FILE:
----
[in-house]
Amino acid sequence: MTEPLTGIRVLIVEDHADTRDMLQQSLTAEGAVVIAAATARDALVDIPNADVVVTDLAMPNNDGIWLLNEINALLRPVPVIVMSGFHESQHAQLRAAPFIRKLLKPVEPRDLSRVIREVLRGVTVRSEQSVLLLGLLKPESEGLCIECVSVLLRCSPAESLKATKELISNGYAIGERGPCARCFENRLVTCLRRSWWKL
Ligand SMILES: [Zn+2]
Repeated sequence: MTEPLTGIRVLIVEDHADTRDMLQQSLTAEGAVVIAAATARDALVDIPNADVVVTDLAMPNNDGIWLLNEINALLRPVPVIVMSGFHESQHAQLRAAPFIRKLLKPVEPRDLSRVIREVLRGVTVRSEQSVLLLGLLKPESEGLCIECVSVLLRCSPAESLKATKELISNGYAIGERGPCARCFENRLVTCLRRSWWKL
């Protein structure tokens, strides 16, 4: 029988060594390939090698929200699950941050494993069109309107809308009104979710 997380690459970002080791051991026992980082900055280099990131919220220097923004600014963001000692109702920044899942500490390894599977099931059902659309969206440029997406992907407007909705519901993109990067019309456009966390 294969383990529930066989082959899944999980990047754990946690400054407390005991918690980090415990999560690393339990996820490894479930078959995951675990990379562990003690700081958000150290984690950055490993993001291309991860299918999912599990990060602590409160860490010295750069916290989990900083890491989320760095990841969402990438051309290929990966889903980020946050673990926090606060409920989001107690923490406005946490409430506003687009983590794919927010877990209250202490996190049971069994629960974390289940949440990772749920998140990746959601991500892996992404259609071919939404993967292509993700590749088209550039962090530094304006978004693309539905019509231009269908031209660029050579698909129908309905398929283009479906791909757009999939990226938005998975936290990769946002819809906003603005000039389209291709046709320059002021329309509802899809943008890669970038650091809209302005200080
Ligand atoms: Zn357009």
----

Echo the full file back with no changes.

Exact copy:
[in-house]
Amino acid sequence: MTEPLTGIRVLIVEDHADTRDMLQQSLTAEGAVVIAAATARDALVDIPNADVVVTDLAMPNNDGIWLLNEINALLRPVPVIVMSGFHESQHAQLRAAPFIRKLLKPVEPRDLSRVIREVLRGVTVRSEQSVLLLGLLKPESEGLCIECVSVLLRCSPAESLKATKELISNGYAIGERGPCARCFENRLVTCLRRSWWKL
Ligand SMILES: [Zn+2]
Repeated sequence: MTEPLTGIRVLIVEDHADTRDMLQQSLTAEGAVVIAAATARDALVDIPNADVVVTDLAMPNNDGIWLLNEINALLRPVPVIVMSGFHESQHAQLRAAPFIRKLLKPVEPRDLSRVIREVLRGVTVRSEQSVLLLGLLKPESEGLCIECVSVLLRCSPAESLKATKELISNGYAIGERGPCARCFENRLVTCLRRSWWKL
């Protein structure tokens, strides 16, 4: 029988060594390939090698929200699950941050494993069109309107809308009104979710 997380690459970002080791051991026992980082900055280099990131919220220097923004600014963001000692109702920044899942500490390894599977099931059902659309969206440029997406992907407007909705519901993109990067019309456009966390 294969383990529930066989082959899944999980990047754990946690400054407390005991918690980090415990999560690393339990996820490894479930078959995951675990990379562990003690700081958000150290984690950055490993993001291309991860299918999912599990990060602590409160860490010295750069916290989990900083890491989320760095990841969402990438051309290929990966889903980020946050673990926090606060409920989001107690923490406005946490409430506003687009983590794919927010877990209250202490996190049971069994629960974390289940949440990772749920998140990746959601991500892996992404259609071919939404993967292509993700590749088209550039962090530094304006978004693309539905019509231009269908031209660029050579698909129908309905398929283009479906791909757009999939990226938005998975936290990769946002819809906003603005000039389209291709046709320059002021329309509802899809943008890669970038650091809209302005200080
Ligand atoms: Zn357009």